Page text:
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Court of Honor

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A session of the Court of Chivalry being held in the College of Arms, depicted in 1809.

A court of honor (or court of honour) is an official event constituted to determine various questions of social protocol, breaches of etiquette, and other allegations of breaches of honor, or entitlement to various honors. In English the term is also an architectural term (see Cour d'Honneur).

Court of chivalry[edit]

The court of chivalry was at one time also known as a "court of honour". In British law, the court of chivalry was a court held before the Earl Marshal and the Lord High Constable; since the abolition of the office of the Lord High Constable, it has been conducted by the Earl Marshal alone. It was established by the Jurisdiction of Constable and Marshal Act 1389 (13 Ric. 2. Stat. 1. c. 2). This court had jurisdiction to try cases concerning contracts and other matters concerning deeds and acts of war. The court of chivalry also has jurisdiction over disputes regarding heraldry and rights to use coats of arms. The court of chivalry is not a court of record, and as such has no power to enforce its decisions by fine or imprisonment; as such it became relatively disused. It is not obsolete, however, and cases have been brought before the court of chivalry as recently as 1954.[1]


A court of honor can also be a military court to investigate and issue judgments concerning acts or omissions which are considered to be unbecoming to an "officer and a gentleman", but which do not rise to the level where they are considered crimes triable under military law.[citation needed]


A court of honor is also the name given to a tribunal of noblemen who would decide whether a grievance over a point of honor rose to the level warranting a duel, and if so set rules for its fair conduct.[citation needed]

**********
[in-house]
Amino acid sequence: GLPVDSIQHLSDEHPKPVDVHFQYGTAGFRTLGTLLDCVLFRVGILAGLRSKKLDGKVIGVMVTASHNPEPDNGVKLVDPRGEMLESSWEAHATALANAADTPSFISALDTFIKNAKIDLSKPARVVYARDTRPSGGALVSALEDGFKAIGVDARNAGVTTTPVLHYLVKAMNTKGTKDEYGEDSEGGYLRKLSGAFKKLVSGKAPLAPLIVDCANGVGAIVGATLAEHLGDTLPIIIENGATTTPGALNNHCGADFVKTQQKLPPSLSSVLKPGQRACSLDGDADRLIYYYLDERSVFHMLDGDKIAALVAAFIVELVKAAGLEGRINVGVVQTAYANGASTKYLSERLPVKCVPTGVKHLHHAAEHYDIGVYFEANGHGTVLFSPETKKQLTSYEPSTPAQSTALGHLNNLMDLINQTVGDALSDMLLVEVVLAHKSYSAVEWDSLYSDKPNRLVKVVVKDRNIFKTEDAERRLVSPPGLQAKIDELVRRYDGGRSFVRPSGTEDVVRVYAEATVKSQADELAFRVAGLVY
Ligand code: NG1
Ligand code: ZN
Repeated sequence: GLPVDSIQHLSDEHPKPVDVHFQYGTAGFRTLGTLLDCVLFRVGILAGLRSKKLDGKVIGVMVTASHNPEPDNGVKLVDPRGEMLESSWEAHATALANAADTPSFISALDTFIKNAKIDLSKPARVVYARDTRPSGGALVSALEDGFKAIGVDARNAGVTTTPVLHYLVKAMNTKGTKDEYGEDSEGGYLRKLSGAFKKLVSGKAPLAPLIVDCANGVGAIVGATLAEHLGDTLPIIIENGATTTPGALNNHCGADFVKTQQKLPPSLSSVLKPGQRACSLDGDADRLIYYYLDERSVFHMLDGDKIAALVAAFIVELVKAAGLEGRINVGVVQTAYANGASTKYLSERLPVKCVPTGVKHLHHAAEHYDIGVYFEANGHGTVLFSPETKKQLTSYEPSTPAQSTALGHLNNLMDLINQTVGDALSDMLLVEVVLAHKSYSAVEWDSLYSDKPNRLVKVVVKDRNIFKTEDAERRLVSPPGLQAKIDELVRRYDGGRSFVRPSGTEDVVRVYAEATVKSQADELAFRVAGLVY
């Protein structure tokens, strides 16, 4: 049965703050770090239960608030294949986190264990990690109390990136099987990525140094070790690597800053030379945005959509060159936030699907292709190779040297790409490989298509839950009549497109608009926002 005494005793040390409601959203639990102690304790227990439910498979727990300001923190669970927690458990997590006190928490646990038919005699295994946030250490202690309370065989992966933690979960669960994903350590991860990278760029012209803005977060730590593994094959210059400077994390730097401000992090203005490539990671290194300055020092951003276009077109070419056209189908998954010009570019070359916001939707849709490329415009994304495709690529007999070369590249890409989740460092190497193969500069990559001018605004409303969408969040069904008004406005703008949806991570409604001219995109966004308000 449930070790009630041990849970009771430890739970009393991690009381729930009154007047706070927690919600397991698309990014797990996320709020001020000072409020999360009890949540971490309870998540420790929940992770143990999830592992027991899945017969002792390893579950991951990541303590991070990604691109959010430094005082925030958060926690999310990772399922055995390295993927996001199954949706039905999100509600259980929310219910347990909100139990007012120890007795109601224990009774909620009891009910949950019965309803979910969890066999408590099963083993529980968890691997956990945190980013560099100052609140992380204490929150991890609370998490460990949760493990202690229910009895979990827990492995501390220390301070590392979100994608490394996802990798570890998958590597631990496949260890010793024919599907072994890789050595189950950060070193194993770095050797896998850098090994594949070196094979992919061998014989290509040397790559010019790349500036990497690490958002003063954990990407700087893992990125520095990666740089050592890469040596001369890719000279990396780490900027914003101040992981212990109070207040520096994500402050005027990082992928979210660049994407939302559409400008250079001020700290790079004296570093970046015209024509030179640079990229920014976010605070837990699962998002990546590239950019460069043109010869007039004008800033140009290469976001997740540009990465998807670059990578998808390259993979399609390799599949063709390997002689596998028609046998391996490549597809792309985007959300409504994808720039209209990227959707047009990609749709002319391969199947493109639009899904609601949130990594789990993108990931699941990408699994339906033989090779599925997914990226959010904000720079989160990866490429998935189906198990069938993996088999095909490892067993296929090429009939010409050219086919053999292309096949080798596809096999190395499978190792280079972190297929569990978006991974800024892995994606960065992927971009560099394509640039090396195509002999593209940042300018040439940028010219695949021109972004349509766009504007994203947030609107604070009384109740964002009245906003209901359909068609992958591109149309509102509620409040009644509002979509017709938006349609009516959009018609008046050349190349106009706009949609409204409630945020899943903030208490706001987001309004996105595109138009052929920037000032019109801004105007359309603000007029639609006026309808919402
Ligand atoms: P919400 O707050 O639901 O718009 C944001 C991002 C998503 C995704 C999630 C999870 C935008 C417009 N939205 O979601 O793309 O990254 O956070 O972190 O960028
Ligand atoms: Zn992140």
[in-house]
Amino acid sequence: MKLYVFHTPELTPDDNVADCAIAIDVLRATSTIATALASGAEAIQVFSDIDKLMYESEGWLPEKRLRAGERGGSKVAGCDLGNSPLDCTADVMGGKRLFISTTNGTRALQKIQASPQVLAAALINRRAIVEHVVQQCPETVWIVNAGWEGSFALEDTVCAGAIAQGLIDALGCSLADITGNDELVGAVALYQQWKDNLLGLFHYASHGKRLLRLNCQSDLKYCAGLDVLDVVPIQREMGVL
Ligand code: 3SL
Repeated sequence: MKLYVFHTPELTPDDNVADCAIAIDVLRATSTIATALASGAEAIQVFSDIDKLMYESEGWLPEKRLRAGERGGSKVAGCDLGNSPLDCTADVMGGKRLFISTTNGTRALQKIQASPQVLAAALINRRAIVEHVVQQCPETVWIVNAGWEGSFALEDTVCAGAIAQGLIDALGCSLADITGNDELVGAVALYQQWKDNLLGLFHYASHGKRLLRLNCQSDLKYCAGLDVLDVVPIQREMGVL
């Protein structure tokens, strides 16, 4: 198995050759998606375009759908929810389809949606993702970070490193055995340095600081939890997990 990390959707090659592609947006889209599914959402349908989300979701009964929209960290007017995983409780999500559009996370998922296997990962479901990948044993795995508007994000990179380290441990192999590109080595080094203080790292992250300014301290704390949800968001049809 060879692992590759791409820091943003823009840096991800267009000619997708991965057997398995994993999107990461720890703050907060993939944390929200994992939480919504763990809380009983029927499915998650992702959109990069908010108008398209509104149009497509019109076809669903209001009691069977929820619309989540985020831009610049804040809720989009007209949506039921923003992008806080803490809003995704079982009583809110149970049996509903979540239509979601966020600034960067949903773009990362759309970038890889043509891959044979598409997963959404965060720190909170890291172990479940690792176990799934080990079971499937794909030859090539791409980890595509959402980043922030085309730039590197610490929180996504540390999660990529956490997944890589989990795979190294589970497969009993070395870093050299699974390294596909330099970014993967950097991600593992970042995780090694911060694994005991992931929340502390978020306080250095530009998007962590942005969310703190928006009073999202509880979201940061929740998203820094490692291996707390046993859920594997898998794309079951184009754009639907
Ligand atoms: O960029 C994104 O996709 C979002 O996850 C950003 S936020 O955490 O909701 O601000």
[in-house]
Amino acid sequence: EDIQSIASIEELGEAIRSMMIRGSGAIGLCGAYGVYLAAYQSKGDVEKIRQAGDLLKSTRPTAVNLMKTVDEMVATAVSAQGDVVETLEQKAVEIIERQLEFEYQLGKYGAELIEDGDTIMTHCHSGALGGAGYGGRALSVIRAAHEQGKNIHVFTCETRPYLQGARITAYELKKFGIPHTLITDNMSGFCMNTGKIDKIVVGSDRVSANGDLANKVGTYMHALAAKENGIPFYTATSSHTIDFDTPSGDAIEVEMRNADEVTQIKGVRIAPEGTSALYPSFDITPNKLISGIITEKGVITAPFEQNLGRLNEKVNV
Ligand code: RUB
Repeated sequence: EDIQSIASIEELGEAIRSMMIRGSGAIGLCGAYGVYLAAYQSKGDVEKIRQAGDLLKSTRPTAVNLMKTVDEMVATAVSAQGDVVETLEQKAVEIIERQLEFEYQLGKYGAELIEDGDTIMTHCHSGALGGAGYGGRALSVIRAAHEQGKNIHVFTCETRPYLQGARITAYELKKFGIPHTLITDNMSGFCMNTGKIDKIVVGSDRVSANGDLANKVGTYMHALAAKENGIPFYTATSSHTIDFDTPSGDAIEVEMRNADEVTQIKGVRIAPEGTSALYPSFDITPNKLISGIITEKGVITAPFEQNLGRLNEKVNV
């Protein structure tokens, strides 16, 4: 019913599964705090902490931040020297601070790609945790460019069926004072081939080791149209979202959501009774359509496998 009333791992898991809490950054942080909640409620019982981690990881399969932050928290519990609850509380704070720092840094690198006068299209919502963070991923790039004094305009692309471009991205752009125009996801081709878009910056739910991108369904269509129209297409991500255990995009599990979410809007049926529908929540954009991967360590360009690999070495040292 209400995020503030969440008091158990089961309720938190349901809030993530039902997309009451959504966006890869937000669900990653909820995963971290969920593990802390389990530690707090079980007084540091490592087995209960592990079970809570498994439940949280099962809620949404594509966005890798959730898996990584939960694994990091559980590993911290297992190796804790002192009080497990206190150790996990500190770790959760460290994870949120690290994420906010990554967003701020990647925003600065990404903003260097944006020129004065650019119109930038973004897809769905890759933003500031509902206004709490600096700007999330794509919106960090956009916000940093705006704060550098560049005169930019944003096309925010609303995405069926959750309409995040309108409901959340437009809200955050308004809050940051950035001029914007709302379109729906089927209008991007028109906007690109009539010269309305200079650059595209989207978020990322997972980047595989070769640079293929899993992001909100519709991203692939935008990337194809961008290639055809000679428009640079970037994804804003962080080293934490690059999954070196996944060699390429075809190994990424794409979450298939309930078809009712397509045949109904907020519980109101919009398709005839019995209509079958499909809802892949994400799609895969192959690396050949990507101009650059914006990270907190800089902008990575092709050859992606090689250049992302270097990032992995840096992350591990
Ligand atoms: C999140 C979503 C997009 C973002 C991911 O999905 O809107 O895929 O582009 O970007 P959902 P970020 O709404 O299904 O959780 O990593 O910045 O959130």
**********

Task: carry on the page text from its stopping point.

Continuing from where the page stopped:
Scouting Court of Honor

Many Scouting organizations use the term "Court of Honor" to refer to a meeting of Patrol Leaders in the Scout troop to plan activities with their Scout Leaders.

In the Boy Scouts of America a court of honor is a formal troop ceremony usually held quarterly (and intermittently upon conferment of Eagle Scout rank) where Scouts and their families come together to receive rank advancement, merit badges, and other awards. It is also important for Scouts to participate in a court of honor because it counts towards the Second Class requirement 1a and First Class requirement 1a. It is not a regular troop meeting.[2]

In the BSA, the National Court of Honor is the body that approves certain awards[3] such as the Heroism Award, Honor Medal, and Honor Medal With Crossed Palms.[4] Other awards under the purview of the National Court of Honor are the Silver Beaver, Silver Antelope, and the Silver Buffalo.[5]

In the Scout Association of Japan a formal troop advancement ceremony is held once a year where Scouts receive rank advancement, merit badges, and other awards, and Scouts in the same school year receive the same rank advancement. It is uncommon for the Scouts' family members to attend, as it is a regular troop meeting.

In the Boy Scouts of the Philippines, a Court of Honor is a formal ceremony for conferment of the Eagle Scout rank medal on a Boy Scout. The National Court of Honor is a unit in the organization which determines and decides on various important conferments for Scouts and Scouters.[citation needed]

In Scouts South Africa, a court of honor is held every four weeks,[6] normally at the beginning of a new month. The Patrol Leaders (PLs) and a Scouter are expected to attend, they are responsible for the majority of decisions regarding troop discipline, patrol management, troop programme and such. The Troop Scouter is the only adult leader regularly attending these meetings, and has the right to veto decisions. The Troop Scouter generally only acts in an advisory role, allowing the Scouts themselves to make important decisions. The Court of Honor may invite other Scouters to hear their input.[citation needed]


  1. ^ "A Brief Account of the Proceedings in the High Court of Chivalry". The Heraldry Society. December 21, 1954. Retrieved October 6, 2016.
  2. ^ Green, Clarke (April 22, 2015). "Court of Honor Ceremony". Scoutmaster CG.
  3. ^ Wendell, Bryan (August 29, 2018). "BSA reinstates Heroism Award, one of three national-level lifesaving awards". Bryan on Scouting. Boy Scouts of America.
  4. ^ "National Court of Honor — Lifesaving and Meritorious Awards". US Scouts.org. Archived from the original on April 16, 2008. Retrieved April 28, 2008.
  5. ^ "Distinguished Service Awards". Fact Sheets. Boy Scouts of America. Archived from the original on March 19, 2008. Retrieved April 10, 2007.
  6. ^ "Court of Honor". 9th Irene Air Scouts Website. Archived from the original on February 20, 2014.